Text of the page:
The skull of ‘Vittrup Man’ was smashed by eight heavy blows in a violent murder, new research finds

March 20, 2024

The mystery surrounding the ancient “Vittrup Man,” whose remains were discovered in a peat bog in northwest Denmark over a century ago, has been unraveled by a collaborative effort of international scientists. Through advanced genetic analyses and cutting-edge research techniques, a detailed portrait of this 5,000-year-old individual’s life has emerged.

The skull of 'Vittrup Man' was smashed by eight heavy blows in a violent murder, new research finds

The cranial remains of Vittrup Man, who ended up in a bog after his skull had been crushed by at least eight heavy blows. Credit: Stephen Freiheit, PLOS One (2024)

Originally found in 1915 by peat diggers near the village of Vittrup, the skeletal remains, including a fragmented skull and jaw, hinted at a violent end, with evidence of at least eight blows to the head. However, it wasn’t until recent studies that the full extent of Vittrup Man’s story began to unfold.

Led by Anders Fischer of the University of Gothenburg, Sweden, and his team, researchers delved into Vittrup Man’s genetics, diet, and geographical origins, uncovering surprising details about his life. Analyses revealed that he was born along the Scandinavian coast, likely in northern Norway or Sweden, around 5,200 years ago.

Despite this coastal upbringing, Vittrup Man’s journey took him to Denmark in his late teens, where he integrated into a farming community. This transition in diet and lifestyle, from a hunter-gatherer reliant on marine resources to a farmer consuming domesticated animals, was evident from isotopic and protein analyses of his teeth and bones.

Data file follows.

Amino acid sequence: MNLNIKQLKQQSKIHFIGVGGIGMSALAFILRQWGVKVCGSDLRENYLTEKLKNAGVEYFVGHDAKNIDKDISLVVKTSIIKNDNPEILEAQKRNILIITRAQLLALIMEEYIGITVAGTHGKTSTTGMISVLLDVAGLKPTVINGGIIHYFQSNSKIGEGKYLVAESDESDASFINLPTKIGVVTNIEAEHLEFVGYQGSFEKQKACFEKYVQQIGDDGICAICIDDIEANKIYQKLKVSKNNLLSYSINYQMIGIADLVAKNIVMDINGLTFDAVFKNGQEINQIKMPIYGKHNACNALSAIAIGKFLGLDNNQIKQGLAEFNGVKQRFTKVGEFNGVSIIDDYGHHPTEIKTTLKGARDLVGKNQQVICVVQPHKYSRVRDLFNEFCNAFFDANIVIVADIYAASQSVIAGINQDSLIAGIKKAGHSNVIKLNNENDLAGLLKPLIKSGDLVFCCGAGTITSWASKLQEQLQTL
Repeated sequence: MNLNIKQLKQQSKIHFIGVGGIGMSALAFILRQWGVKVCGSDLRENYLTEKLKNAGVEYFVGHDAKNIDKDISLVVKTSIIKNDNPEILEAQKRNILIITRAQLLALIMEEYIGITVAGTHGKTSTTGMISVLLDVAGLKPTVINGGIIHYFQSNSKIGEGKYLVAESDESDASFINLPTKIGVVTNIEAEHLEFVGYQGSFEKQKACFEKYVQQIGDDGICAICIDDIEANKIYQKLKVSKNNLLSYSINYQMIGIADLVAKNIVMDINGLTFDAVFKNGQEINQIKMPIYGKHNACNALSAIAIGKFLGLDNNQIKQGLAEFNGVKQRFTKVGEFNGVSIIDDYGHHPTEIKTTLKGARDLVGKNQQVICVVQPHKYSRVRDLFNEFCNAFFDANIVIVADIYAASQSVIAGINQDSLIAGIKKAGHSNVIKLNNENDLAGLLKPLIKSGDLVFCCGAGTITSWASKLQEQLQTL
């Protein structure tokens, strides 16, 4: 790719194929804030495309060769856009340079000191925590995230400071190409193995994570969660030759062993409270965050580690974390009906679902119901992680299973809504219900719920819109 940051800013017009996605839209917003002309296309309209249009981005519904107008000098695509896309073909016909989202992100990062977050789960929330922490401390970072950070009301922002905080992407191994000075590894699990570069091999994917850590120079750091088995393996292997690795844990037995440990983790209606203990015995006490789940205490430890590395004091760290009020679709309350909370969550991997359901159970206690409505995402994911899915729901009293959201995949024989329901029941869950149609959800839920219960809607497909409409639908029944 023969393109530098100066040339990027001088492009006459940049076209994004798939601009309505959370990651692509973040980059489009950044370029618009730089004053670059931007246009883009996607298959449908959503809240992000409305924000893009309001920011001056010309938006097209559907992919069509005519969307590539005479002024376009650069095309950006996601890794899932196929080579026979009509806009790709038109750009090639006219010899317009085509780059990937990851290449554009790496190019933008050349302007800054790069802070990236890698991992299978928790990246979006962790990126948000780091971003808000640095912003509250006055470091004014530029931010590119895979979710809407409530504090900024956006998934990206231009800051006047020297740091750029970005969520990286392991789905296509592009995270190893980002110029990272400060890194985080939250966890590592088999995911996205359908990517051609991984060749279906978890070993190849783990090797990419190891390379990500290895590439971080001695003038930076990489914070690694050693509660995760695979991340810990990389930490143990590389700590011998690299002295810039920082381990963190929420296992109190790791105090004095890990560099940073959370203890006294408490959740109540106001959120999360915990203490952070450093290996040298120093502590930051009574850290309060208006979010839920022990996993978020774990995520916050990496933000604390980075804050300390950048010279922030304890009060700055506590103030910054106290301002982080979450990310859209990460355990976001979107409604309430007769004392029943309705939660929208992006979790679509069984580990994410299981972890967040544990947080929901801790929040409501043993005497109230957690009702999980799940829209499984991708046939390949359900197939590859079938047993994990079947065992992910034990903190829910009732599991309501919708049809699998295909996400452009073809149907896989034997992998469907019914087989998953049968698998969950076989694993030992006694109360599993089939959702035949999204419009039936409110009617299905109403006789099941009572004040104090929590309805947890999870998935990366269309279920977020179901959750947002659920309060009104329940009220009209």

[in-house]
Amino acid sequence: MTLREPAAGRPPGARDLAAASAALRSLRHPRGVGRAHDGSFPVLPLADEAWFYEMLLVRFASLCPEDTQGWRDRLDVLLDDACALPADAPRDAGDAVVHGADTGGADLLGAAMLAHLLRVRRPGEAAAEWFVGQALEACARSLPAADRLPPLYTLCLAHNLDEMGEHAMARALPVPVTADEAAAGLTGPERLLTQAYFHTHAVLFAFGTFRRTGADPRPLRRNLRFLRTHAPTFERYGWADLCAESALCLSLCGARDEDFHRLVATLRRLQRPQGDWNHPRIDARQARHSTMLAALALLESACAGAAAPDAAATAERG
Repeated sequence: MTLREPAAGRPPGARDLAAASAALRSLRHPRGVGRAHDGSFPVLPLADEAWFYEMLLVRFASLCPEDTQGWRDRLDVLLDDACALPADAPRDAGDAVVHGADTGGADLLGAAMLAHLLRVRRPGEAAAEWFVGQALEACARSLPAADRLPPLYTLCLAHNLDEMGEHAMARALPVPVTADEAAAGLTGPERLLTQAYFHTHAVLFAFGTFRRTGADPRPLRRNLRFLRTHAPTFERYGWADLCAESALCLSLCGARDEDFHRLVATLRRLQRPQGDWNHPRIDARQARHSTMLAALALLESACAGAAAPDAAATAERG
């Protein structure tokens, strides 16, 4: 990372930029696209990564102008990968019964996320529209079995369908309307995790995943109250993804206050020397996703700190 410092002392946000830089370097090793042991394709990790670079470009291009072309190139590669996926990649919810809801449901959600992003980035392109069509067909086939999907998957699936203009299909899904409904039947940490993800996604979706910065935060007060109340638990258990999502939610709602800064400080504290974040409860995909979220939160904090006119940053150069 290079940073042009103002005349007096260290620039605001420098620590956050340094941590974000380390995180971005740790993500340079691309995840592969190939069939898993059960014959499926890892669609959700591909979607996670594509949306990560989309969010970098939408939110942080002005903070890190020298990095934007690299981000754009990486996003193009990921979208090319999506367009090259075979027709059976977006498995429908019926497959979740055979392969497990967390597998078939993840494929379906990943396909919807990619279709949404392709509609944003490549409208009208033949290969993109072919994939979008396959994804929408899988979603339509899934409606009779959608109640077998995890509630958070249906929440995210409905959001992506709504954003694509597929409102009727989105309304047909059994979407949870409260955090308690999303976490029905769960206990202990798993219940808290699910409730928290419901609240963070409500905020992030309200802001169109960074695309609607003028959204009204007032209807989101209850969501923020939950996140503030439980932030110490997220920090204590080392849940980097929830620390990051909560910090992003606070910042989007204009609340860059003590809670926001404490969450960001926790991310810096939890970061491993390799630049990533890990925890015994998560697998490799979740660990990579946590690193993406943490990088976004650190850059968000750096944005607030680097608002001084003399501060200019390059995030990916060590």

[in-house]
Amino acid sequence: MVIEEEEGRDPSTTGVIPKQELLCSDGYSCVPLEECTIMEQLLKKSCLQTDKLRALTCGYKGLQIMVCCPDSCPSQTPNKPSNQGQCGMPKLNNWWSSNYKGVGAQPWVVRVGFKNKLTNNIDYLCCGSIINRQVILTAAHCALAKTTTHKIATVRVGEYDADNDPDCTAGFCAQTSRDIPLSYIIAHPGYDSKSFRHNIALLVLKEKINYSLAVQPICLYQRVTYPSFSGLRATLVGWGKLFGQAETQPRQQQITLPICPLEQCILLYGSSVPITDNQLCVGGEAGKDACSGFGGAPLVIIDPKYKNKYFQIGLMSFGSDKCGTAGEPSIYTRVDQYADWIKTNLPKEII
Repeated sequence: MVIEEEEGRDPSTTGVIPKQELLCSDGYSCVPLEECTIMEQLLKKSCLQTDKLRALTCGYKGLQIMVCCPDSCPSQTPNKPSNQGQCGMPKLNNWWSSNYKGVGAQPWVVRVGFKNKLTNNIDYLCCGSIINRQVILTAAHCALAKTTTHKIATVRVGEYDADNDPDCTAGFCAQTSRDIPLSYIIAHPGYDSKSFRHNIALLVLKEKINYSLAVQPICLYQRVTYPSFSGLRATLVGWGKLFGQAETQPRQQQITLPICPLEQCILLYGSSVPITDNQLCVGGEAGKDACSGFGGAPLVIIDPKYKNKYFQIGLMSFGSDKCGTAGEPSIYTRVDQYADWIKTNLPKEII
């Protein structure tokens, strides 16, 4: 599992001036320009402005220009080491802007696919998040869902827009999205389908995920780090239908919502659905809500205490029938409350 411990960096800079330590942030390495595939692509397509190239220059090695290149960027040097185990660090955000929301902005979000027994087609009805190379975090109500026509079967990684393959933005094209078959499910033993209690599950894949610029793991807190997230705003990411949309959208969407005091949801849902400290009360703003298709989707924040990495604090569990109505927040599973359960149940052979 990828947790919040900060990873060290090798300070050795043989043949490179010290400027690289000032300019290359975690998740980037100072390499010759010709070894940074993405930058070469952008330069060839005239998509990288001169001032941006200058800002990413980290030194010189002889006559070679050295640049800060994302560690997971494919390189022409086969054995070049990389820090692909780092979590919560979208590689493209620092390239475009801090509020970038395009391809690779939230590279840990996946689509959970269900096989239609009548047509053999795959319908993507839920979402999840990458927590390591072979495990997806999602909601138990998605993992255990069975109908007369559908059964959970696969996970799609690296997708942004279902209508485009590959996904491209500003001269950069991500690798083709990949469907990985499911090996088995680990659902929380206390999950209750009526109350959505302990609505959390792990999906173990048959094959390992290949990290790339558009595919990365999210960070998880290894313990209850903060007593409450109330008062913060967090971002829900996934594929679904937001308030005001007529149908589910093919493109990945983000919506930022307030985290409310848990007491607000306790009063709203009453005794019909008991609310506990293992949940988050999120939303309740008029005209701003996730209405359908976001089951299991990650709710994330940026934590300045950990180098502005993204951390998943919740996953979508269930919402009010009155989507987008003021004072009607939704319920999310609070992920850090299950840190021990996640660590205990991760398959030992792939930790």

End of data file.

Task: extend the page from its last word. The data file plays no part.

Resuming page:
The skull of 'Vittrup Man' was smashed by eight heavy blows in a violent murder, new research finds

A cartoon included with the new research depicts how Vittrup Man was possibly sacrificed in a swamp. Credit: Anders Fischer/Niels Bach / CC-BY 4.0

The reasons behind Vittrup Man’s migration remain speculative, with researchers proposing scenarios ranging from voluntary relocation for trade or adventure to possible captivity or enslavement. Regardless of the circumstances, his presence in Denmark marked a significant departure from his ancestral homeland.

The discovery of Vittrup Man’s distinct genetic signature, closely linked to populations in northern Scandinavia, challenges previous assumptions about the homogeneity of ancient Danish inhabitants.

The skull of 'Vittrup Man' was smashed by eight heavy blows in a violent murder, new research finds

(Left) Principal drawing of the cranium with indications of eight impact lesions and radiating fracture lines. Credit: Marie Louise Jørkov, Anders Fischer and Sidsel Wåhlin, graphically finalised by Rich Potter, University of Gothenburg. (Right) The jawbone of Vittrup Man. Several of the teeth are corroded due to soil chemical processes. All are clearly worn as a result of chewing. Credit: Arnold Mikkelsen.

One prevailing theory regarding Vittrup Man’s demise suggests that he may have been a victim of ritual sacrifice, a common practice in Neolithic Europe. The brutal nature of his death, evidenced by the multiple cranial fractures, aligns with archaeological findings of sacrificial activity in the region.

The study of Vittrup Man not only sheds light on individual life histories but also offers broader insights into the dynamics of ancient societies. By examining the transition from hunter-gatherer to agricultural lifestyles and the genetic interplay between different populations, researchers gain a deeper understanding of human migration and cultural exchange in prehistoric Europe.